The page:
Alberta Fed list helps workers assess risks of return to work


IT’S THE LAST LIST ANYONE WANTS TO TOP. It’s a list of jobs ranked by the risk of getting the coronavirus, from the most risky to the least. The Alberta Federation of Labour (AFL) created the list as part of a campaign to promote COVID-19 awareness and caution among workers as they go back to work.

The AFL believes the provincial government has not done enough to protect workers from the coronavirus on the job.

“What we’re saying with this list is there’s particular categories of workers who deserve special attention, and special protection as Albertans go back to work,” said Gil McGowan president of the AFL.

Dentistry tops the list

Dentistry tops the list, with dental hygienists, therapists and assistants, dentists and denturists coming in as the top four jobs with the highest potential to be exposed to infectious diseases.

Other top 10 riskiest jobs include general practitioners and family physicians, respiratory therapists, paramedics, licensed practical nurses, medical stenographers, and medical radiation technologists.

Janitors, building caretakers and superintendents are the last on the top 100 list.

The AFL list focuses on jobs where workers are in close contact with the public and contagious diseases. That means high risk jobs like meat packing and manufacturing aren’t on the list.

McGowan, believes the list can help inform policies to prevent the spread of the disease in many high-risk settings. “We’ve flattened the curve, but the virus is still circulating,” McGowan stated.

“The government has an obligation to protect the health of all Albertans; but, as people return to work, the premier and his officials have a particular duty to workers in high-risk jobs.”

Low-wage workers face major threat

The AFL’s investigations also confirmed that low-wage workers are at a greater risk of getting infected. They live so close to the line they feel forced to go to work, even if they are unwell or their workplace is unsafe.

These include many workers who have high levels of contact with the public, like “bus and taxi drivers, recreation and fitness workers, librarians, delivery workers, those in food services and cashiers,” according to an AFL release.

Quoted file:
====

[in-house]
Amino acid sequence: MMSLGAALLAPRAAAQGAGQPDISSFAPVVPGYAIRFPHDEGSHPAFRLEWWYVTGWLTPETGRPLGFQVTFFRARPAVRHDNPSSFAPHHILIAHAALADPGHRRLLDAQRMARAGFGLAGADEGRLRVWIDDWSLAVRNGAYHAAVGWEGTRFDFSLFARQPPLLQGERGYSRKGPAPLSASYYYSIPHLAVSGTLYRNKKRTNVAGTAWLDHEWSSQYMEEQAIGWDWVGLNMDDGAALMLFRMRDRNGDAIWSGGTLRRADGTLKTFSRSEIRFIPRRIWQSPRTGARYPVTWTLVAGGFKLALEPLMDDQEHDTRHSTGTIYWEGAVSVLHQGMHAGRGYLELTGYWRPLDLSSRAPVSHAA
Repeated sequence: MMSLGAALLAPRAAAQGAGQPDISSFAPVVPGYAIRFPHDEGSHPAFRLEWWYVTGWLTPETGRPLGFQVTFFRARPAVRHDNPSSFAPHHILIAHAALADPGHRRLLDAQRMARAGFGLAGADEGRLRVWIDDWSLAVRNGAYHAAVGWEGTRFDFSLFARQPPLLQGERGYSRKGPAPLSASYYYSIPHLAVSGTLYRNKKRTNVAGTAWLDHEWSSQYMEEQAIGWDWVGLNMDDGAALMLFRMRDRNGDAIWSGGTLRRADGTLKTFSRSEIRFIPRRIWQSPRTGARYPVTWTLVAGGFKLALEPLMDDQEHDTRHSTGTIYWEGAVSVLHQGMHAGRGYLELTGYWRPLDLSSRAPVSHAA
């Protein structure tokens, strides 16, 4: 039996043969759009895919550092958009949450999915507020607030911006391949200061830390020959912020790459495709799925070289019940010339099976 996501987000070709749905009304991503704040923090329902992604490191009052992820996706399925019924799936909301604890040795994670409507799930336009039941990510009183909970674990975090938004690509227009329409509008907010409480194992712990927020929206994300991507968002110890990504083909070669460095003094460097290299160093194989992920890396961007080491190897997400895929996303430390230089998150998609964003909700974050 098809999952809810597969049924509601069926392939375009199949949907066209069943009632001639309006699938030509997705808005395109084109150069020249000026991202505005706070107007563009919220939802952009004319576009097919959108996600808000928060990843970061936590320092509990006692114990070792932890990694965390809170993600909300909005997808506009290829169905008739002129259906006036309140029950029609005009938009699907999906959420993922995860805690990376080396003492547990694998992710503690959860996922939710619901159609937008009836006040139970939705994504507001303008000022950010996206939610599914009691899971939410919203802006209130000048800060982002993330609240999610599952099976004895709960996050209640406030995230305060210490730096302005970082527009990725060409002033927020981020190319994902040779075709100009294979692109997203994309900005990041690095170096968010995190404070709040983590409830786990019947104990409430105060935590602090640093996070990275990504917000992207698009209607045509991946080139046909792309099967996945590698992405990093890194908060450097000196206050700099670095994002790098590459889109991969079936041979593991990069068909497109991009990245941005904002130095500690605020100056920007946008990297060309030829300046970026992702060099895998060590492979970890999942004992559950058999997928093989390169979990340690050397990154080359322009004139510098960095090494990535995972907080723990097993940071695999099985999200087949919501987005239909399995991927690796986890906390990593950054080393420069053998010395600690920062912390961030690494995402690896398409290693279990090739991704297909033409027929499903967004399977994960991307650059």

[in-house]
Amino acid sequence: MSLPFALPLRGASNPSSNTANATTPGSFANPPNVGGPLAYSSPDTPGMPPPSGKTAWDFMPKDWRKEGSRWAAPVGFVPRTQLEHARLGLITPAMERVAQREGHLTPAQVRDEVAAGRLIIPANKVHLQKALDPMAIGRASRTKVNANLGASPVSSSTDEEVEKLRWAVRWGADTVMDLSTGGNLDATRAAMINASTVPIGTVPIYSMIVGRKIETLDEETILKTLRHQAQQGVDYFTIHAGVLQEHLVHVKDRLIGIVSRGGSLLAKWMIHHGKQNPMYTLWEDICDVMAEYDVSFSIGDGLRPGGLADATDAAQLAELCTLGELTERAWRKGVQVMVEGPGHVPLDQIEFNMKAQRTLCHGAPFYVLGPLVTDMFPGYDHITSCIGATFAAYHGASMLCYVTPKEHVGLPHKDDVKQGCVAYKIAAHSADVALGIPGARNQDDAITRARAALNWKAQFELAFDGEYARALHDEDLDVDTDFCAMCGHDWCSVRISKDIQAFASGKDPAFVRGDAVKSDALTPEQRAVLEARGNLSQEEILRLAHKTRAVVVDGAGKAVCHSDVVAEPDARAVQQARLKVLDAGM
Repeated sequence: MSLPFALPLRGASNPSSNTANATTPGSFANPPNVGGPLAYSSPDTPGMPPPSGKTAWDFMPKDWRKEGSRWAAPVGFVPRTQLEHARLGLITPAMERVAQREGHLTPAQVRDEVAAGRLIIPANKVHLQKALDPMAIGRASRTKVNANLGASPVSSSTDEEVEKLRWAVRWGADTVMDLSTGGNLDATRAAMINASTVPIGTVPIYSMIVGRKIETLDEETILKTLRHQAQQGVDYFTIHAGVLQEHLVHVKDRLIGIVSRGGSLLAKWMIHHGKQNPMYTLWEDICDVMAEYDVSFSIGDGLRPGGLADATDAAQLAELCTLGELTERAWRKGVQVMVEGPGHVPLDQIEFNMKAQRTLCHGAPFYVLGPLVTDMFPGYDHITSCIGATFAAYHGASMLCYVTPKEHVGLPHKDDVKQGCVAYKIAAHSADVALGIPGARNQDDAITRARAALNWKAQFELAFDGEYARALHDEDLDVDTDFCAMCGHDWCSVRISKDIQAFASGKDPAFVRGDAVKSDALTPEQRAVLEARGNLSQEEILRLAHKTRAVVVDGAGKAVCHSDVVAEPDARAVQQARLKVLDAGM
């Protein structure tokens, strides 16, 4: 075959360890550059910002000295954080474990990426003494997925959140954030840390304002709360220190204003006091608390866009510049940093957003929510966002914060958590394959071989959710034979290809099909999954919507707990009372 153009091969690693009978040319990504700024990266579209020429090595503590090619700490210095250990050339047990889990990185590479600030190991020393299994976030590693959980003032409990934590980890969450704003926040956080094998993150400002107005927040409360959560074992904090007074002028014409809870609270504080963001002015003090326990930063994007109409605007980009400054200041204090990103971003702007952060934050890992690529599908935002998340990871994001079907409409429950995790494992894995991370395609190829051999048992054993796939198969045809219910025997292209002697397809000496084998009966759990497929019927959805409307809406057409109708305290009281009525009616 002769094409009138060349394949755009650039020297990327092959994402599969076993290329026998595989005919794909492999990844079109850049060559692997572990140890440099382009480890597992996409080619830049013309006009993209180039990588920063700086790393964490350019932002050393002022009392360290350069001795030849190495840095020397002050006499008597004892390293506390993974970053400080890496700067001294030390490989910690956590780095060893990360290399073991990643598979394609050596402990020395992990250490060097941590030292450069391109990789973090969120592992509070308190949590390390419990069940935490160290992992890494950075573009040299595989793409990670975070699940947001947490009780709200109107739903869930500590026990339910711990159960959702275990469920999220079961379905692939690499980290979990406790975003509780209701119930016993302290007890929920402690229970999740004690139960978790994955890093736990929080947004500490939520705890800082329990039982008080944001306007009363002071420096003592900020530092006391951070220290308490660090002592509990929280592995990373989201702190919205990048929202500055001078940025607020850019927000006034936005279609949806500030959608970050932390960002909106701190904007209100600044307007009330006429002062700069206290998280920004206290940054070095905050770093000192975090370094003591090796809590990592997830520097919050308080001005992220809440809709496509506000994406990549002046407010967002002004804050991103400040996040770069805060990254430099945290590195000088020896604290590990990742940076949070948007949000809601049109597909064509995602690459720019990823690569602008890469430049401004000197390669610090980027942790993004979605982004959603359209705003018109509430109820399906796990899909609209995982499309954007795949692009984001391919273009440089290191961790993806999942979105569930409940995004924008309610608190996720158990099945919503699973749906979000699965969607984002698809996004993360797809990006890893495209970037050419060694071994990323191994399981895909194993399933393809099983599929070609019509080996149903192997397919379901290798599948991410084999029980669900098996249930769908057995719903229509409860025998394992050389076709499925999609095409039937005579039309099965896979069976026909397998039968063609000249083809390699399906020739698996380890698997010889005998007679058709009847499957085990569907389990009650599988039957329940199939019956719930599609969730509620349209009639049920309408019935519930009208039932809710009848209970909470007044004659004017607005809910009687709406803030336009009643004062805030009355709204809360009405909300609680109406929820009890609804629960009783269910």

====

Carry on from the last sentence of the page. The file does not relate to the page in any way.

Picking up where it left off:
The AFL says the government seems to have learned nothing from what happened at the Cargill meat packing plant: the company was slow to react to the covid threat; tried to lure workers back to work in the infected plant with vouchers and bonuses; only agreed to a temporary shut down after the first infected worker was killed.

The result was over 1,000 workers were infected with COVID-19. At least three deaths were linked to the outbreak at the plant.

Despite all that happened on the killing floor at the Cargill plant, the AFL says the government has failed to learn anything about how not to deal with the coronavirus.

AFL warns of ‘dangerous false sense of security’

McGowan warned workers against listening to premier Jason Kenney, who claimed that people aged under 65 are at no greater risk of dying from coronavirus than other illnesses. Kenney also asserted that the average age of coronavirus fatalities is 83, while life expectancy in Alberta is 82.

“This is the worst kind of message to be sending to Albertans as they return to work,” McGowan said. “The science says that we’re not out of the woods yet.”

“So far, Alberta’s response to the COVID-19 pandemic has been a story of success in the community, but a failure in a growing number of workplaces,” explained McGowan.

“The government’s failure to be more proscriptive with employers and more aggressive with enforcement has led to unnecessary outbreaks and, sadly, a number of preventable deaths.”

CLICK to read the full risk list

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